The COVID-19 pandemic brings into sharp focus the importance of effective food supply chains. Yet it also shines a light on long-standing power inequalities and exploitative working conditions, which are often exacerbated during this crisis.
COVID-19 related impacts on workers in food and beverage supply chains include a lack of worker voice (for example, dismissal of unions leaders under the pretext of COVID-19) and a lack of respect of the rights of workers in vulnerable conditions, such as women workers, migrant workers, seasonal and temporary workers, workers from indigenous groups, and economically vulnerable workers. Negative impacts of the pandemic on labour rights can be observed around the world in both food processing and production (impacting for example workers producing soft drinks or processing meat) and in particular at commodity level, i.e., impacting workers picking fruits, salad, and vegetables, or producing goods such as palm oil or seafood.
Impacts on workers cover a range of ILO indicators of forced labor, in particular
- Abuse of vulnerability: Workers picking fruit and vegetables in Peru, working in unsafe conditions without appropriate social distancing, report being threatened with dismissal if they do not show up to work when ill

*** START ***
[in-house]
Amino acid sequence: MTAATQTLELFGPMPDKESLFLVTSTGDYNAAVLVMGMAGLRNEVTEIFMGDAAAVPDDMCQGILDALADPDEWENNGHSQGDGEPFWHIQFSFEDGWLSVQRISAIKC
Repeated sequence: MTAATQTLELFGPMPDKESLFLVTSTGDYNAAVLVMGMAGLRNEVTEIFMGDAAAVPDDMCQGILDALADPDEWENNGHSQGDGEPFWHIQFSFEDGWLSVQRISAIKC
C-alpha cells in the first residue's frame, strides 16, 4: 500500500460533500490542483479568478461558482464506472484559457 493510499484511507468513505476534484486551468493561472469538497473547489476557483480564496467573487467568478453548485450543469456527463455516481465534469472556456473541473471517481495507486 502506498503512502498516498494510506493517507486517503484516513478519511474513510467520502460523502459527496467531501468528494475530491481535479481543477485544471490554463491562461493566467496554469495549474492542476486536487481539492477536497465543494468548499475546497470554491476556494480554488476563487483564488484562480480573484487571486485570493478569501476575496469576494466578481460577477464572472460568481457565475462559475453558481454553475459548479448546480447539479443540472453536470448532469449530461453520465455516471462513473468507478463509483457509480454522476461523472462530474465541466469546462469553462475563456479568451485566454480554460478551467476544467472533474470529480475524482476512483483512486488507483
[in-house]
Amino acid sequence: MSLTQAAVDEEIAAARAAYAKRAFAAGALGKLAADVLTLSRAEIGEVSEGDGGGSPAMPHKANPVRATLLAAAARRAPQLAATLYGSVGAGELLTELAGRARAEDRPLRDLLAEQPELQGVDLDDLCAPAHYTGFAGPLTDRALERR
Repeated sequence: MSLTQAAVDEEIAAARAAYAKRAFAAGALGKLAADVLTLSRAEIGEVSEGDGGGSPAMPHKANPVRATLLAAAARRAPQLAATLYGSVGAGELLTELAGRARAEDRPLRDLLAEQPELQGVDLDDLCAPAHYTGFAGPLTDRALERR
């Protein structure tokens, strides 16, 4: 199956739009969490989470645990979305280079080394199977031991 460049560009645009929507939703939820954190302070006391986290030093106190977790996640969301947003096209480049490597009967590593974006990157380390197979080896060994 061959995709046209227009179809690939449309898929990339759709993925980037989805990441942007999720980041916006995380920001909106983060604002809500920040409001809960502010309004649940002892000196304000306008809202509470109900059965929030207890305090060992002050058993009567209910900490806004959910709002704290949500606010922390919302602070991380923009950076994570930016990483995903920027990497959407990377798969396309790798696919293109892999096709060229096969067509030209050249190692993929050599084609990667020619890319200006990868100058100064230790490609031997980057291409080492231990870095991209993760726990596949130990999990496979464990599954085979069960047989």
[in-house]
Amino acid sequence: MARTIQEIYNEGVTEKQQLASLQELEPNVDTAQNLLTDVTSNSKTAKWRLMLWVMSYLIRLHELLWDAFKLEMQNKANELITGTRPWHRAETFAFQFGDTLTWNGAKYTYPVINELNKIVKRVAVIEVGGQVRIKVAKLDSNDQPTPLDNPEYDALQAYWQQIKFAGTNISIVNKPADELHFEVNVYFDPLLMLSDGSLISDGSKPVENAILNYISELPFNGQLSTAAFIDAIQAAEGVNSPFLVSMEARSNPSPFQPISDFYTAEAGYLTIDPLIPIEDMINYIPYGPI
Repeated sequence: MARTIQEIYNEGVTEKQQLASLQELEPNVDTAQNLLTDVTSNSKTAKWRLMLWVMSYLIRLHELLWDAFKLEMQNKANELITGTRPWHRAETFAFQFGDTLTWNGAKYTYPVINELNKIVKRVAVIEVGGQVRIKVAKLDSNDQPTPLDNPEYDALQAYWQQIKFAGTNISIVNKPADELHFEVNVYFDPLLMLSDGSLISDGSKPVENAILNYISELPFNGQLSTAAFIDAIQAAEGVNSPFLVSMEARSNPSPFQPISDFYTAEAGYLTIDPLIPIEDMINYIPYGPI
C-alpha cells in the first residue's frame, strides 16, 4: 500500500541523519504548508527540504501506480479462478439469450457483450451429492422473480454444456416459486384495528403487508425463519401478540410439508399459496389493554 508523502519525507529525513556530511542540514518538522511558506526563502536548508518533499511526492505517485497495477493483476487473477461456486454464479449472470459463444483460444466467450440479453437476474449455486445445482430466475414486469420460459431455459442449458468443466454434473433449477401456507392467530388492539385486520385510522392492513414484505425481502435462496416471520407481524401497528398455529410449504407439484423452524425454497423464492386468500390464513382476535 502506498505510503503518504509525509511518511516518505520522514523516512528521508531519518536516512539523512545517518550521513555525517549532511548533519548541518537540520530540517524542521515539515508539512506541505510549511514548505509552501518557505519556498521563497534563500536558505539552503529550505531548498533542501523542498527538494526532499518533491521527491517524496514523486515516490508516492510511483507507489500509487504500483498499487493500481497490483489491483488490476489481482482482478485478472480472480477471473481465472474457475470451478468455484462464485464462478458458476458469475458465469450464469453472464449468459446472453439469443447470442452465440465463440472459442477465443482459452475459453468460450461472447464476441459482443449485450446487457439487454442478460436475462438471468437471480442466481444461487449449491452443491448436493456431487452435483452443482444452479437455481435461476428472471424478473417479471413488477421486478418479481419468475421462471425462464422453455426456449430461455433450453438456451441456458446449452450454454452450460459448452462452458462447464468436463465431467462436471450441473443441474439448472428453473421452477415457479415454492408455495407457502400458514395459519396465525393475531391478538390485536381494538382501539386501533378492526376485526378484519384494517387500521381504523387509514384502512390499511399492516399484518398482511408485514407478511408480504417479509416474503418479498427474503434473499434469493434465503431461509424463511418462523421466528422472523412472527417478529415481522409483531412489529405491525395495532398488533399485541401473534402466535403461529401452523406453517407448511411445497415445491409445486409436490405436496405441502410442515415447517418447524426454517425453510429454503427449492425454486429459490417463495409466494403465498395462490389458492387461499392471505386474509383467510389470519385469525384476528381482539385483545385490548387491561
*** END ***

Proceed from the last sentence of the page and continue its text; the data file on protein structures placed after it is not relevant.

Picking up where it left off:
- Restriction of movement: Workers in a rice mill in Nigeria were locked into the mill for nearly three months and forced to work throughout lockdown
- Isloation: Mexican migrant workers working on farms in Canada were not allowed to leave the farm they worked on allegedly due to COVID-19 (a rule not applicable to Canadian workers)
- Physical and sexual violence: Union members in the meat processing sector in Brazil calling for better protection against the pandemic were met with violent police attacks.
- Intimidation and threats: Migrant workers in the US meat processing plants are threatened with termination if they call in sick
- Withholding of wages: 25,000 tea workers in India face hardship and hunger due to unpaid wages
- Abusive working and living conditions: Migrant workers on Spanish farms live in cardboard and plastic shelters without food or running water
- Excessive overtime: Women workers picking bananas in Ecuador face excessive working hours and concerns over leaving vulnerable family members alone at home
Oxfam notes by the end of 2020, 12,000 people per day could die from hunger linked to COVID-19, including workers and small-holder farmers, while the biggest food and drink companies paid out over $18 billion to shareholders since January.